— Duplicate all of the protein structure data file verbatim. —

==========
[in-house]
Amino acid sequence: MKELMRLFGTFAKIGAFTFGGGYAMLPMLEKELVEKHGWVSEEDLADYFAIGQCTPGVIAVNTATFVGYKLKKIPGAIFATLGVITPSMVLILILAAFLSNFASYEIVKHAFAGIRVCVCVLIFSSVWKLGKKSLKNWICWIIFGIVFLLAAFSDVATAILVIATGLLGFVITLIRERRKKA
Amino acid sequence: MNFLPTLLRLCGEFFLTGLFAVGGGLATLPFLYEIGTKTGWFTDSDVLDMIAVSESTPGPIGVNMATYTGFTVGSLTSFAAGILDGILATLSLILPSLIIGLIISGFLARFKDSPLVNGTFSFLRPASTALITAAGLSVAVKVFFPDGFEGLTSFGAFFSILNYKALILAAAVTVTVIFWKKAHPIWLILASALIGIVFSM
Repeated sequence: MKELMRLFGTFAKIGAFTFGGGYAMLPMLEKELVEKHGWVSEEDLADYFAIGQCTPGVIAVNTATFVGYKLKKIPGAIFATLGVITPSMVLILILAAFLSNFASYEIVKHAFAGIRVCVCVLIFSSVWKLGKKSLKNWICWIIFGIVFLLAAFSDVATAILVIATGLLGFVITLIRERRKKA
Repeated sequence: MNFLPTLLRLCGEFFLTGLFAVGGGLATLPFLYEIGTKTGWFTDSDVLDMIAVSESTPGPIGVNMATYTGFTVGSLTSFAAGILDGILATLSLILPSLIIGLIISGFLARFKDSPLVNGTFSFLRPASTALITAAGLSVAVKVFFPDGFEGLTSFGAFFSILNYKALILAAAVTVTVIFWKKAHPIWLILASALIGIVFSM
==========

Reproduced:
[in-house]
Amino acid sequence: MKELMRLFGTFAKIGAFTFGGGYAMLPMLEKELVEKHGWVSEEDLADYFAIGQCTPGVIAVNTATFVGYKLKKIPGAIFATLGVITPSMVLILILAAFLSNFASYEIVKHAFAGIRVCVCVLIFSSVWKLGKKSLKNWICWIIFGIVFLLAAFSDVATAILVIATGLLGFVITLIRERRKKA
Amino acid sequence: MNFLPTLLRLCGEFFLTGLFAVGGGLATLPFLYEIGTKTGWFTDSDVLDMIAVSESTPGPIGVNMATYTGFTVGSLTSFAAGILDGILATLSLILPSLIIGLIISGFLARFKDSPLVNGTFSFLRPASTALITAAGLSVAVKVFFPDGFEGLTSFGAFFSILNYKALILAAAVTVTVIFWKKAHPIWLILASALIGIVFSM
Repeated sequence: MKELMRLFGTFAKIGAFTFGGGYAMLPMLEKELVEKHGWVSEEDLADYFAIGQCTPGVIAVNTATFVGYKLKKIPGAIFATLGVITPSMVLILILAAFLSNFASYEIVKHAFAGIRVCVCVLIFSSVWKLGKKSLKNWICWIIFGIVFLLAAFSDVATAILVIATGLLGFVITLIRERRKKA
Repeated sequence: MNFLPTLLRLCGEFFLTGLFAVGGGLATLPFLYEIGTKTGWFTDSDVLDMIAVSESTPGPIGVNMATYTGFTVGSLTSFAAGILDGILATLSLILPSLIIGLIISGFLARFKDSPLVNGTFSFLRPASTALITAAGLSVAVKVFFPDGFEGLTSFGAFFSILNYKALILAAAVTVTVIFWKKAHPIWLILASALIGIVFSM